He starts with estimated worldwide demand of 3.2 million barrels per day (b/d) for high sulfur bunker fuels, which we’ll abbreviate as HSFO for high sulfur fuel oil. Because of an energy density difference, that needs to be converted into 3.4 million b/d of low sulfur bunker fuel.
Several steps help get the market there on a global basis. Scrubbers, which allow the burning of high sulfur fuel oil whose emissions are “scrubbed” of sulfur for later disposal, will account for 700,000 b/d of demand, according to the Kemp model. Changes to refinery capabilities through upgrades will be another 200,000 b/d.
Kemp also cites another 200,000 b/d through changes in energy density of the new fuels. Add all those together and you’re still anywhere from 1.2 to 1.4 million b/d away from the 3.4 million b/d demand for low sulfur bunker fuel.
The big wild card in the formulation is outright non-compliance or non-compliance where some sort of waiver is granted. Kemp estimates that at about 700,000 b/d.
After that is where it gets tricky. Kemp sees about 225,000 b/d of diesel being blended into higher sulfur fuel oil to make an IMO 2020-compliant fuel oil product, known increasingly as very low sulfur fuel oil (VLSFO). His model has two other categories that are significant–crude slate shifts and increased refinery throughput. Having a full degree in refinery engineering would help allow people to understand what’s going on in those categories but what you need to know is that they are both factors that will reduce the supply of over-the-road diesel. Add those two categories to the 225,000 b/d cited earlier and according to Kemp you’re looking at a reduction in diesel supplies of anywhere from 500,000 b/d to 700,000 b/d.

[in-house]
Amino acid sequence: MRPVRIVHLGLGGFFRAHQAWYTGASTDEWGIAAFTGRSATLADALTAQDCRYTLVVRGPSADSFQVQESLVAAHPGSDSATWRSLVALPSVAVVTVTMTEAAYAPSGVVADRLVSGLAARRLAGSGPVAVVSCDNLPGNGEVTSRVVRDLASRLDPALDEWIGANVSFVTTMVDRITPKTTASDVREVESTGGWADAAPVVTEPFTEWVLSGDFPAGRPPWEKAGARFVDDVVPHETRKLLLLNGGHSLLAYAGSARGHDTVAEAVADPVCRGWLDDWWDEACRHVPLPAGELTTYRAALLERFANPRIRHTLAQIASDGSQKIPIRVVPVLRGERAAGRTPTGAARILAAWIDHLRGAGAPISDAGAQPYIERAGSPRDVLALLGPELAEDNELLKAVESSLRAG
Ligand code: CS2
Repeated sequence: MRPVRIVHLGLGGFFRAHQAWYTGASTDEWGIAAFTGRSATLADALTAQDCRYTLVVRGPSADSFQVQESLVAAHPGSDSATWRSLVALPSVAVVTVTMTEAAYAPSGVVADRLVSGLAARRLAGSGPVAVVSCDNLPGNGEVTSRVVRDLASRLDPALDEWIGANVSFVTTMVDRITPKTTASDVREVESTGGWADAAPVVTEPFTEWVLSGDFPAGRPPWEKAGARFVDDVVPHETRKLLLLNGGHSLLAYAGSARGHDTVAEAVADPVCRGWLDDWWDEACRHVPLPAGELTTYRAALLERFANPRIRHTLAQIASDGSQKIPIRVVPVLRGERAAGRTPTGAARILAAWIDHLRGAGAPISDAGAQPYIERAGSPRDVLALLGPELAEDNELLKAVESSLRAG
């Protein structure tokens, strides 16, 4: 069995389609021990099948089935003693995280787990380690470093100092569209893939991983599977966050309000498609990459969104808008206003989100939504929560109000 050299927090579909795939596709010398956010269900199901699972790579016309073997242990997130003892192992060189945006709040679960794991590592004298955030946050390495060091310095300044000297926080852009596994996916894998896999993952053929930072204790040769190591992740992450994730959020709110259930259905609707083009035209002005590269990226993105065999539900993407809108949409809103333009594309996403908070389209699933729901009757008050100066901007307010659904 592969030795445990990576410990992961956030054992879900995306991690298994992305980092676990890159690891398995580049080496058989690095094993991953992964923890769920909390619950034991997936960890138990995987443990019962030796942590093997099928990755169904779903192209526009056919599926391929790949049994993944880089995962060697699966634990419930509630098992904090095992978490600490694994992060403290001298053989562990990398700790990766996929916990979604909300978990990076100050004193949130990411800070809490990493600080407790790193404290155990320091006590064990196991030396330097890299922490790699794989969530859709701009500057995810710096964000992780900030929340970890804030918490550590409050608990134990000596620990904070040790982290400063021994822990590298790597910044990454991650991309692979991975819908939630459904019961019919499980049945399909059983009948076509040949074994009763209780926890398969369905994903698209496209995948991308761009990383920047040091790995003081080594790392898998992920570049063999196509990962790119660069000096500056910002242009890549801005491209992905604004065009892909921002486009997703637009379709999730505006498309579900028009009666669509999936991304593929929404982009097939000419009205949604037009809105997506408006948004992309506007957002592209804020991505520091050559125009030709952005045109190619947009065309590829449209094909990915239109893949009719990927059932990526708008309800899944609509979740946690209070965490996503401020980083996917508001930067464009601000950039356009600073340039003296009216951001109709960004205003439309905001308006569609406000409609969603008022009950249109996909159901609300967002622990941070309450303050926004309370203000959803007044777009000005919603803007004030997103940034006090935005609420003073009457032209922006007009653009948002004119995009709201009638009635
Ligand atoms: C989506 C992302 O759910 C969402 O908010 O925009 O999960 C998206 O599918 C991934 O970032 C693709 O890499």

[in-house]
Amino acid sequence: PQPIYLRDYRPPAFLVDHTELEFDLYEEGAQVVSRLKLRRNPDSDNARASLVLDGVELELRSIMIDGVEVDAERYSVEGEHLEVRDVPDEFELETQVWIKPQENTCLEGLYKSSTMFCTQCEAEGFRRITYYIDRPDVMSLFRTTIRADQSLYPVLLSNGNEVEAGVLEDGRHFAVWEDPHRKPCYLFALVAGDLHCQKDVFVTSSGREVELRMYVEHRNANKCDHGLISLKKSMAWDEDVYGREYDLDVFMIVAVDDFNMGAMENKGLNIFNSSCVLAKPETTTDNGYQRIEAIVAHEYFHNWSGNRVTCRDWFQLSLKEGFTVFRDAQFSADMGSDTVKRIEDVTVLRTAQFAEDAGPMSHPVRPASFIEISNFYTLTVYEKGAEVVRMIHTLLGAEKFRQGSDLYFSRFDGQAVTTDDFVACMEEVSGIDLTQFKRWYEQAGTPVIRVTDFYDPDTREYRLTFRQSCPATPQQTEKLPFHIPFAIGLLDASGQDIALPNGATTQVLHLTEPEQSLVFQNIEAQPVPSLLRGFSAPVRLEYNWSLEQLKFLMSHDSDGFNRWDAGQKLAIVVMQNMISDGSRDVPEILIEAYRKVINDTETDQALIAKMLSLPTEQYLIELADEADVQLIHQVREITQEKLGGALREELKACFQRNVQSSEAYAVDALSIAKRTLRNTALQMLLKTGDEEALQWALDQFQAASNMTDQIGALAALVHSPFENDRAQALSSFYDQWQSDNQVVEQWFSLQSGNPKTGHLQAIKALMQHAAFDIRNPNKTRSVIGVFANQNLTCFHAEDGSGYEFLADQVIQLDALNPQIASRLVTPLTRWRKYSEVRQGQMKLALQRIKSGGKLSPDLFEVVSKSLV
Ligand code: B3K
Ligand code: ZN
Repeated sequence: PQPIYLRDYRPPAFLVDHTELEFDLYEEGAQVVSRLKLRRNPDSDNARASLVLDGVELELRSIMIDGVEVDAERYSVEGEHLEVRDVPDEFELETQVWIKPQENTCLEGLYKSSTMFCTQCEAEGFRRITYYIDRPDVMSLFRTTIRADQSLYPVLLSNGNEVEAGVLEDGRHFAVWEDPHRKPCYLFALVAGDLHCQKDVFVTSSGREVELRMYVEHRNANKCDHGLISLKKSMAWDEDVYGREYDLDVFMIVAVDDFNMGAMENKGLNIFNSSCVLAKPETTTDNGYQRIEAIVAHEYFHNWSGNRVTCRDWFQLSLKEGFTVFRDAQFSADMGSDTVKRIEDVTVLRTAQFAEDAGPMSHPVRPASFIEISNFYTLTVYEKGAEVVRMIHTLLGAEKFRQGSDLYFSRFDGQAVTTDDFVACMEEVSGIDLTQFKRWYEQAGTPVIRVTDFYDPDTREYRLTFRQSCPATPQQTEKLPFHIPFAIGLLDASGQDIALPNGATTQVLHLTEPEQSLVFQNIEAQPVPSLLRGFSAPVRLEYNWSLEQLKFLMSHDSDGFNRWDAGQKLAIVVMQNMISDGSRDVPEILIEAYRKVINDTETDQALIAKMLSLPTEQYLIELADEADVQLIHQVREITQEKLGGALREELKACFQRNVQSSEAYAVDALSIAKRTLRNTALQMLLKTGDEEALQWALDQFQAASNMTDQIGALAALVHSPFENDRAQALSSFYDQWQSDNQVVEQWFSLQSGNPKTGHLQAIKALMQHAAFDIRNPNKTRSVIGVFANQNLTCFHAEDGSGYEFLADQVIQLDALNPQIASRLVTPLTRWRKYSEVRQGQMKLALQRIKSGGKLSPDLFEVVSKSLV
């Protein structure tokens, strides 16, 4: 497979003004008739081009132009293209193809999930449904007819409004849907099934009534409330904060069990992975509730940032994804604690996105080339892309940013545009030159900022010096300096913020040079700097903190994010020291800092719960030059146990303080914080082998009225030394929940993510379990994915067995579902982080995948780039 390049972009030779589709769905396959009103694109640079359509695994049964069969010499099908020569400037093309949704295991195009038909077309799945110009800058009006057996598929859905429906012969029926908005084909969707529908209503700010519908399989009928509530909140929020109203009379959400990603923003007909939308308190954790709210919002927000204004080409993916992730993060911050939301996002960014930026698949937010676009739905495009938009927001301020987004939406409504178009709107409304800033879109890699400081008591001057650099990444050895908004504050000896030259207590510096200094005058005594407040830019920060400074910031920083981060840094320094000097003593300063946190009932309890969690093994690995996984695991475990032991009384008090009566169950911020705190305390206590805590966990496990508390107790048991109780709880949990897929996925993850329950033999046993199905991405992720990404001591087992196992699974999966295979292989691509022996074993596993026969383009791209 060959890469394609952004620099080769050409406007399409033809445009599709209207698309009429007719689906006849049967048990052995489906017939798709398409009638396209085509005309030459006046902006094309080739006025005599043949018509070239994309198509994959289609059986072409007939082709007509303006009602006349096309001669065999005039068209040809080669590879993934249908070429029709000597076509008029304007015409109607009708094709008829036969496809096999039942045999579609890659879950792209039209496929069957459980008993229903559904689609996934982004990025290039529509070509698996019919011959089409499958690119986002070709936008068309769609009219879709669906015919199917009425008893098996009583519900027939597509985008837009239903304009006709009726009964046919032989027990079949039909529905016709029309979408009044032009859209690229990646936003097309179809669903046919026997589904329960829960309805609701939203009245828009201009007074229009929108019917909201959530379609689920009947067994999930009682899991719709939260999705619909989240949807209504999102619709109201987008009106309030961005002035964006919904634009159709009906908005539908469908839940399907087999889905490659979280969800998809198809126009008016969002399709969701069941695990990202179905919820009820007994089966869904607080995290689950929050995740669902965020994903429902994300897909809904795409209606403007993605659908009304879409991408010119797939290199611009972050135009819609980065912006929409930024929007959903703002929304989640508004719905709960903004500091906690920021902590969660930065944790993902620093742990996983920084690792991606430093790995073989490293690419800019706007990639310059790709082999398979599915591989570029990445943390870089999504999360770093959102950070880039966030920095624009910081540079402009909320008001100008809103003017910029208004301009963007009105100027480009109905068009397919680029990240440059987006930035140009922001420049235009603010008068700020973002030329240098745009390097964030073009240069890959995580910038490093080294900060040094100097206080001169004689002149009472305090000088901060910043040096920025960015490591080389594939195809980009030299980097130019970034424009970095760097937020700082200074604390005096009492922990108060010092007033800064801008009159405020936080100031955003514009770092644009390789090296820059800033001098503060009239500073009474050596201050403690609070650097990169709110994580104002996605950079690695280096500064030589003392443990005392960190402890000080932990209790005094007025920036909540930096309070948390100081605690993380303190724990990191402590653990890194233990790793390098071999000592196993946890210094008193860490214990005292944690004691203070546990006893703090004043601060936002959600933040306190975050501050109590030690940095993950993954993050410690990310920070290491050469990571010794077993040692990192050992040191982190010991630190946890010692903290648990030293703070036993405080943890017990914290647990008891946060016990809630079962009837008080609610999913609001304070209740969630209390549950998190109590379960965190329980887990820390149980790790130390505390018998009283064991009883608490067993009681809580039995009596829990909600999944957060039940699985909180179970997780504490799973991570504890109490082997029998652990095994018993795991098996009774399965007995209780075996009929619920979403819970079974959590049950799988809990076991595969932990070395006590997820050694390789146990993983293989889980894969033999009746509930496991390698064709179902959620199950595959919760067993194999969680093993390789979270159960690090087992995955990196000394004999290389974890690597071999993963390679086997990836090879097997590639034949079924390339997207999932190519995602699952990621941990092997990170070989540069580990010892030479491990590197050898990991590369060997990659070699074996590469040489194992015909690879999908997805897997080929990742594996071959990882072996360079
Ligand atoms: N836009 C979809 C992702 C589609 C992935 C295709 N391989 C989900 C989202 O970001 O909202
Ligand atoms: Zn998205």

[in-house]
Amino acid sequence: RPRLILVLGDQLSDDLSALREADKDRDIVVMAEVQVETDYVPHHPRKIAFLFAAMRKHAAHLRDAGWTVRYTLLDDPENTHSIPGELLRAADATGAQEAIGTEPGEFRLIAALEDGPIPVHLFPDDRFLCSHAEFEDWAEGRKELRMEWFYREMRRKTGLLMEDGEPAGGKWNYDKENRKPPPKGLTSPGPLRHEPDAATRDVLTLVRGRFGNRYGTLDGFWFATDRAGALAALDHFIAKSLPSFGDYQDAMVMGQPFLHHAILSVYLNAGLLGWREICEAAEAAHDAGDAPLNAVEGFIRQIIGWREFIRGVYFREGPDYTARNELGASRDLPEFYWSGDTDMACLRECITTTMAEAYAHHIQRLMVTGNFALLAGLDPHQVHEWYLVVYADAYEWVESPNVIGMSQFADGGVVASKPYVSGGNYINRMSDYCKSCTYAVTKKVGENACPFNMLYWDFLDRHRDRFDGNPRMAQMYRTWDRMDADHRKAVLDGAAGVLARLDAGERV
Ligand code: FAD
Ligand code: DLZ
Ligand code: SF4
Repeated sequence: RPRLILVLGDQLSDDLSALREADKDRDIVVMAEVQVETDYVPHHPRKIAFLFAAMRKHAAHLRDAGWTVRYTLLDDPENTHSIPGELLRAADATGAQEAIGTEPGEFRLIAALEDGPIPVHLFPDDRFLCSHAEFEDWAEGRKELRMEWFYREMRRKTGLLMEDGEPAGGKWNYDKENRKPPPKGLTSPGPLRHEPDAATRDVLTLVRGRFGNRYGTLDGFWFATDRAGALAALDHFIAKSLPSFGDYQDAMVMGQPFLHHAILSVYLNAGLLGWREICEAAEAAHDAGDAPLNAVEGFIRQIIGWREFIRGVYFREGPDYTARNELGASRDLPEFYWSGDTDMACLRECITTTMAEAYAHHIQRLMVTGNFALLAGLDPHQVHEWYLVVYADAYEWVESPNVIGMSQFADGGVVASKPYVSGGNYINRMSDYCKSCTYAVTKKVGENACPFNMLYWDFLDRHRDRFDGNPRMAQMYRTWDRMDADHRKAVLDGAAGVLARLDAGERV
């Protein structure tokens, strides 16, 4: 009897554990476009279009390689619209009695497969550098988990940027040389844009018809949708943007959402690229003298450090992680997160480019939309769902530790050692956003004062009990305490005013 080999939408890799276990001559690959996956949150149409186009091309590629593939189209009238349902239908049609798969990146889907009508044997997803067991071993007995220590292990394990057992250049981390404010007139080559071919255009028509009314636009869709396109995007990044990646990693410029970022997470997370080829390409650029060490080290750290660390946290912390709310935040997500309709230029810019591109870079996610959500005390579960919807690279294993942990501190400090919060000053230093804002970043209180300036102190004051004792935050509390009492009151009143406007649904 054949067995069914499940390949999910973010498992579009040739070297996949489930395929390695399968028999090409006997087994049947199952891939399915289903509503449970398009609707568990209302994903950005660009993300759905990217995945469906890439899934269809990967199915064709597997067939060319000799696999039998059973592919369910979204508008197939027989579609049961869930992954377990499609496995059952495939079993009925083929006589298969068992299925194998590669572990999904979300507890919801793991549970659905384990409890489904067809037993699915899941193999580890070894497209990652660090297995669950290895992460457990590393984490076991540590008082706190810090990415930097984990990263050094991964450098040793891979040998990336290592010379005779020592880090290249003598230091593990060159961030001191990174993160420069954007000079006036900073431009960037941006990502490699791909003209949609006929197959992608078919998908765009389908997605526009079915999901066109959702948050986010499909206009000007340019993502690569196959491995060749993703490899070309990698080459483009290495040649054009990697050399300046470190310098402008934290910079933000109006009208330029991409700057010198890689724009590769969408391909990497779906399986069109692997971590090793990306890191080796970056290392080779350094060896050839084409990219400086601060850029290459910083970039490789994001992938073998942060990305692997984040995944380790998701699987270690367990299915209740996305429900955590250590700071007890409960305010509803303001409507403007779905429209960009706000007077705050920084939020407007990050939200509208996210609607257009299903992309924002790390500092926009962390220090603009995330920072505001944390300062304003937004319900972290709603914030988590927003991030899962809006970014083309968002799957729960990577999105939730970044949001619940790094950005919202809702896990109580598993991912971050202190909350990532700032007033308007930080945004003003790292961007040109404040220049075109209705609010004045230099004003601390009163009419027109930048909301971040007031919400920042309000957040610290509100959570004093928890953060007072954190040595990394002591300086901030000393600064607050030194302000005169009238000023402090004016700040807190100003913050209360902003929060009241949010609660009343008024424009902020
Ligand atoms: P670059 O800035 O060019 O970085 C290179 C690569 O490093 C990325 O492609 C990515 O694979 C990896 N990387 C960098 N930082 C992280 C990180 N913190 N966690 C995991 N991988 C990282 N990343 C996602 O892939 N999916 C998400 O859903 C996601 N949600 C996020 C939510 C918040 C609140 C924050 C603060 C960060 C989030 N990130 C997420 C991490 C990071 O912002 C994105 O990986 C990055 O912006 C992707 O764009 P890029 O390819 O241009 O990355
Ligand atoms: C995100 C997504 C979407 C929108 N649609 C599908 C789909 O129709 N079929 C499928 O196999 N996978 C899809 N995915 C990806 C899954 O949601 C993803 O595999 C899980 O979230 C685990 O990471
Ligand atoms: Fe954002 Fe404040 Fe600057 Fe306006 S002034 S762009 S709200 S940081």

Let’s put that into perspective. The global market for all distillates–diesel, jet fuel and kerosene–is about 34 million b/d. So what would be another 700,000 b/d of demand? The answer is that it could have a significant impact, because you’re diverting about 2 percent of world distillate supply into an entirely new category of demand. In balanced markets, a shift of 2 percent is significant on either the demand or the supply side of the equation.